HEPATITIS B VACCINATIONS: Thousands of Students May Miss School Start
A state law preventing seventh-grade students from entering school if they have not had or at least started their three-dose hepatitis B vaccine means that up to 145,000 students could be barred from entering school next month, the Los Angeles Times reports. In Orange County, "untold numbers" of seventh-graders could be sent home their first day of school. "Schools could have to turn away thousands of kids," said Sandy Landry, the health and wellness administrator for the county's Department of Education, "...[T]hat's a state law we have to comply with." For the Los Angeles Unified School District, the "situation appears a little less bleak." Because of a "vast immunization program ... over the last two years," only 5,000 of the district's 50,000 to 55,000 seventh-graders will attempt to begin school without the necessary shots. Those students will be "sequestered in homeroom or auditoriums on the first day and given consent forms to take home to their parents." Officials must prevent un-immunized students from even "set[ting] foot in a classroom." In practice, however, school administrators struggle to learn who has and has not been vaccinated, and many "are reluctant to keep students from their lessons." The situation is just as difficult for those administering the vaccinations. In Anaheim this week, nurses delivered 88 vaccines in an hour -- one every 41 seconds. Some parents expressed frustration at the long lines and short notice they were given about the vaccination policy, which did not formally go into effect until July. "Do they expect miracles?" asked Rick Palombo, a Costa Mesa radiologist and father of a sixth-grader.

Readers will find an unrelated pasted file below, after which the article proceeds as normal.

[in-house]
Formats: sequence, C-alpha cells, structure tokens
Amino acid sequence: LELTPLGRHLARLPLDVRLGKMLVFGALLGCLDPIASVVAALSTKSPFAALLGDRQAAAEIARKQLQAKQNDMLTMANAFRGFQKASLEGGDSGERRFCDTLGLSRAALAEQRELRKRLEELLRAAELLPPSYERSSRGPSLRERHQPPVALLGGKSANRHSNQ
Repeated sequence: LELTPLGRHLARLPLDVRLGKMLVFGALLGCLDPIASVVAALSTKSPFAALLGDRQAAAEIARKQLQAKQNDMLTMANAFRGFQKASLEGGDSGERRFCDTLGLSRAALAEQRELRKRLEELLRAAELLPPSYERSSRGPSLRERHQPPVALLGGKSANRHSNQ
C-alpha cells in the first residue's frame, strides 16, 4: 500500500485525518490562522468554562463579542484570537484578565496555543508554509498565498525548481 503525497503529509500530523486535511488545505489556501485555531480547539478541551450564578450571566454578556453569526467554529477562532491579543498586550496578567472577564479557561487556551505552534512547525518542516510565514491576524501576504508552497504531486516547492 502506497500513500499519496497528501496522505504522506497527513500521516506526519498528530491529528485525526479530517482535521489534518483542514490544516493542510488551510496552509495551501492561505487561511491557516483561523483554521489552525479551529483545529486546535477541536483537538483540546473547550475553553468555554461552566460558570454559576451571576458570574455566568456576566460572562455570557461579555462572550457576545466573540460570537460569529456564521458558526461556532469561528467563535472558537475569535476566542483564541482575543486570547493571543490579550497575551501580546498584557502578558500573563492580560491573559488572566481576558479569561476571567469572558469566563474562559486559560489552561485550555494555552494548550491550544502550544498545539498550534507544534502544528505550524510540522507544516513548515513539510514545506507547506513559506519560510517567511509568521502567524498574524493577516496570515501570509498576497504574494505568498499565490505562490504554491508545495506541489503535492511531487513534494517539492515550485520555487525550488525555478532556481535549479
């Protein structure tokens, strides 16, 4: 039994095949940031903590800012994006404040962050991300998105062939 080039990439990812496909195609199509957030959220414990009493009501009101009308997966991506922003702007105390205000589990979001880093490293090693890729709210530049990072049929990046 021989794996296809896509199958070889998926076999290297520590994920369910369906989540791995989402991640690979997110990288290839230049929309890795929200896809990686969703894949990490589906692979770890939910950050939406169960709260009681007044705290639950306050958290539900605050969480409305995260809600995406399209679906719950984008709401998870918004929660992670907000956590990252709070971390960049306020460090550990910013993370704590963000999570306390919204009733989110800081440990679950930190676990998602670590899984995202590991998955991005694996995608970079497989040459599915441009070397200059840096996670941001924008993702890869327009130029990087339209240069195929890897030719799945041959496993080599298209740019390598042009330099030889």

The new law is intended to supplement an existing law mandating that all California kindergartners get hepatitis vaccinations before starting classes by "catch[ing] older children who missed earlier inoculations." All this to combat a liver disease "caused by a virus present in the blood" that, if untreated, can be fatal. "Hepatitis B causes a significant toll in California," said state immunization chief Natalie Smith, adding, "Most infections (occur) in adolescence and among young adults. We really want these kids to be protected" (Folmar/Gold, 8/27).